The football World Cup and early invasion of Hollywood tentpole films are putting pressure on local films across the Nordic region, except in Iceland where Life in a Fishbowl (pictured - Vonarstraeti) has become the best-selling film of 2014.

After six weeks on screens, the multiple layered drama directed by Baldvin Z was still third at the top ten last weekend, just under the US cop comedy22 Jump Street and the new opener from Dreamworks How to Train your Dragon 2. “Life in a Fishbowl is doing absolutely great", said Konstantin Mikaelsson, Head of Sena’s film division. “It‘s tracking similar to Baltasar Kormákur‘s The Deep from 2012 so we‘re looking at least at a top 5 ranking of all time box office for a local film.”

Commenting on the overall market, Mikaelsson added: “The theatrical market is quite good. We‘ve seen nearly a 10% increase in BO for the first 6 months compared to last year. The main reasons for that is great local product like Life in a Fishbowl as well The Secret Life of Walter Mitty which is kind of a half-Icelandic movie [it was partly shot in Iceland]. Such hits tend to drive up box office instead of hurting other films in the market”.

The next Icelandic film to open in August is the psychological thriller Graves & Bones by Anton Sigursson. 

Elsewhere in the Nordic region cinema attendance is down in Denmark and Finland but up in Norway and Sweden compared to the same period in 2013. 

In Denmark total admissions to date are estimated at 5.53 million according to the trade association FAFID, down nearly 15% from the same point in 2013. Local films are also experiencing a dip from last year’s 34% record high to 26%. For Steffen Andersen-Møller, Head of Audience and Promotion at the Danish Film Institute, among the factors contributing to the fall in admissions is the lack of major audience pullers from Denmark and Europe compared to the ‘exceptionally strong’ line up in 2013. “Alone in the first quarter of 2013 The Hunt, My African Adventure and All For Two sold around 1.4 million tickets, the same amount as all Danish films during the first half of 2014”, he notes.

Last weekend two Danish titles were in the top ten. The animation film Mini and the Mozzies was number eight in its second weekend, selling 8,232 tickets from 73 screens. The Cannes entry The Salvation just made it in the top ten, but figures remain at 8,285 admissions after five weeks despite positive reviews and a stellar cast. Nordisk Film - distributor of the two fore-mentioned titles- should come back to the top of the Danish charts this weekend with the car racing drama On the Edge (Lev Stærk) that opened yesterday on 100+ screens, backed by a strong marketing campaign.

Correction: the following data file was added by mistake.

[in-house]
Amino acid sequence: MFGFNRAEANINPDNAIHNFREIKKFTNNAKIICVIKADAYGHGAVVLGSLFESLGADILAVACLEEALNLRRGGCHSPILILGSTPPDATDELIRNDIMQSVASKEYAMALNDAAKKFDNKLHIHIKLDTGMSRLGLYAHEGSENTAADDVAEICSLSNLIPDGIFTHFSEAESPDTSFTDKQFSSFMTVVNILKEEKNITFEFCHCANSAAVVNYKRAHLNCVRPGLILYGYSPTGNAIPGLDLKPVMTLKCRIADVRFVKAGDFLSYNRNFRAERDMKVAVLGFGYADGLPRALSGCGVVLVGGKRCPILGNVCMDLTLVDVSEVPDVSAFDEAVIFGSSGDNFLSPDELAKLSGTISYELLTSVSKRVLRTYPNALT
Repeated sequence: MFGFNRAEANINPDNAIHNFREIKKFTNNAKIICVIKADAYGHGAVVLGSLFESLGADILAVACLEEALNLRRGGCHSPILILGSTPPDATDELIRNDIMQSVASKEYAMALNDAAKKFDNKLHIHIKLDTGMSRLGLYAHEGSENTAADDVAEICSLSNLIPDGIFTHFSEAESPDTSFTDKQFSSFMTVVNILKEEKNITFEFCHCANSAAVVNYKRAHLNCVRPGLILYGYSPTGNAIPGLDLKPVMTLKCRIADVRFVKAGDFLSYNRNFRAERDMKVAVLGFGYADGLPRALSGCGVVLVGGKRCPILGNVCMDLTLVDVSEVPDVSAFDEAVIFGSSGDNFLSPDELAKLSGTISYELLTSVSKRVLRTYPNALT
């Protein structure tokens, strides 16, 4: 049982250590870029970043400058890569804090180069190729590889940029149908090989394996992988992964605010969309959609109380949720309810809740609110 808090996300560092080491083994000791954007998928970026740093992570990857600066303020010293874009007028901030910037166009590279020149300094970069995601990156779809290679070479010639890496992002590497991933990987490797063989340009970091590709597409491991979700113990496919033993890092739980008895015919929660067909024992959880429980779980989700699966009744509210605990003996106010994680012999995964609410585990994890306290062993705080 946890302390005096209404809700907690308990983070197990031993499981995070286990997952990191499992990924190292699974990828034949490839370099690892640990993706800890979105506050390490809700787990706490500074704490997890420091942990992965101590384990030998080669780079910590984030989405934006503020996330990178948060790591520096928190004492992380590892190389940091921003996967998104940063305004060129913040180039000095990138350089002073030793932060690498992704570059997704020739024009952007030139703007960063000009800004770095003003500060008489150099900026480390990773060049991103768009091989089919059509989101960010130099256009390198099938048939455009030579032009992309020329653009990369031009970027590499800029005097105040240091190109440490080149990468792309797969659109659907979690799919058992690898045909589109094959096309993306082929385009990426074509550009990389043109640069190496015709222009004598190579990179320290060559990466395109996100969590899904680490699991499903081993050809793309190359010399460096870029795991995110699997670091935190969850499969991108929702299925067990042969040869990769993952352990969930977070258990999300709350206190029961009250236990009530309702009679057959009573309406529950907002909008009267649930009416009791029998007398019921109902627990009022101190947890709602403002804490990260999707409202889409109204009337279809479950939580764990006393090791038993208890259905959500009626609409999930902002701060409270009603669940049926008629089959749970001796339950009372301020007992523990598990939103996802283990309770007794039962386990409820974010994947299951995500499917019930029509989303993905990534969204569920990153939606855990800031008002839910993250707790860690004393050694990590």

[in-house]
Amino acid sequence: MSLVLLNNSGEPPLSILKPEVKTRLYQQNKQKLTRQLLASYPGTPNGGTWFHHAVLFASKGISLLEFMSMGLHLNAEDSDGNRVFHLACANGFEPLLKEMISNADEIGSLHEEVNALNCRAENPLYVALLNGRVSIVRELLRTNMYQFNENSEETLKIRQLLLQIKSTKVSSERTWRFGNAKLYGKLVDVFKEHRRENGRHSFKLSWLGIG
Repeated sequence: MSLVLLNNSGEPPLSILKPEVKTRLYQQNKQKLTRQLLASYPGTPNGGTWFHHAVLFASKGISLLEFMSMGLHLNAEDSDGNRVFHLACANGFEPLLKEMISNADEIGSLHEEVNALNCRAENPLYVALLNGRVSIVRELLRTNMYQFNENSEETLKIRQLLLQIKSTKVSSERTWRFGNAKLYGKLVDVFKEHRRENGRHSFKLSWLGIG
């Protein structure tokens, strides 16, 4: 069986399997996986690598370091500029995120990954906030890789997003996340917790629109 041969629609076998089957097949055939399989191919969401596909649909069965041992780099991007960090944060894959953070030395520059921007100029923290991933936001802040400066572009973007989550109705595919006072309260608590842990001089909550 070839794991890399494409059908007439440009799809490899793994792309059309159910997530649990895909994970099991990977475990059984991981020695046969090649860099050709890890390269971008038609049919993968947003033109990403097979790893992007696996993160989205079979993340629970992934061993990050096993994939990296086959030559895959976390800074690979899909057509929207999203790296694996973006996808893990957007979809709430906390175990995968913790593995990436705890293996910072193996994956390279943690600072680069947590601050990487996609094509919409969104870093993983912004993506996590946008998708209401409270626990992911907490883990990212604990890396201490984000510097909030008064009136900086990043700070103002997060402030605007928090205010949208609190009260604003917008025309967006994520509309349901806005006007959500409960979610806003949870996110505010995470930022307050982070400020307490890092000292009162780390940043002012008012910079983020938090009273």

Nordic movies lined up for the summer include the Norwegian film In Order of Disappearance by Hans Petter Moland’s (July 3, Miracle Distribution) and the local films In Real Life (Det andet liv) by Jonas Elmer (August 7, SF/Filmcompagniet) and Race Walking (Kapgang) by Niels Arden Oplev (August 28, Nordisk Film).

In Finland, general admissions are down 5% compared to last year and domestic films’ market share is down from 32% to 27%. The most successful Finnish film so far with 258,881 admissions is the franchise family film Ricky Rapper and Slick Leonard, still playing at number 10 for Walt Disney after 20 weeks. Timo Räisänen head of SF Film theatrical distribution told “So far the summer season has been challenging for the industry due to the World Cup in Brazil. Studios have been cautious of planning any wide releases around the sports event, hence the smaller number of releases. However the situation will normalize immediately afterwards,” he affirms.

Nordic titles lined up for the summer are The Salvation (July 25, Atlantic Film) and the Finnish feelgood movie Summertime (Kesäkaverit) by Inari Niemi (August 1st, Nordisk Film).

In Norway the month of June has also been slow, but general admissions at 4.9 million remain higher by 2.8% compared to 2013 and Norwegian films’ market share stands at 21.6%, almost twice the 2013 level (12%). “The year started off better than previous years, mostly because of strong Norwegian premieres,” stresses Stine Helgeland, Head of Promotion and International Relations at the Norwegian Film Institute.

Again Norwegian children and youth films are sure fire winners, such as Doctor Proctor’s Fart Powder, biggest hit of the year so far with 366,948 admissions for Nordisk Film. The comedy is still playing at number 16 at the local charts, after 15 weeks on general release. 

The next big summer Norwegian release is the car racing comedy Børning launched on August 13 by SF Norge.

In Sweden the pattern is similar to neighboring Norway, with a strong start of the year thanks to the Swedish hits The 100 Year old Man who Climbed out the Window and Disappeared (1,562,128 admissions, Walt Disney), The Anderssons Hit the Road (535,851, Nordisk Film), both released late 2013, and the children’s animation Bamse and the City of Thieves, still playing at number 18 in Sweden (290,272 admissions for Nordisk Film). 

“During the first five months cinema admissions were 7.1 million,” says Johan Fröberg, Head of Statistics at the Swedish Film Institute. “This is up 11% compared to 2013 and the second highest level in the last seven years”.

Nordic films lined up for the summer include Home by Maximilian Hult (July 11, Movieboosters), A Thousand Times Good Night (July 25, TriArt) by Erik Poppe, Concerning Violence by Göran Hugo Olsson (August 15, Folkets Bio), Force Majeure by Ruben Östlund (August 15, TriArt) and Medicine by Colin Nutley (SF, August 29).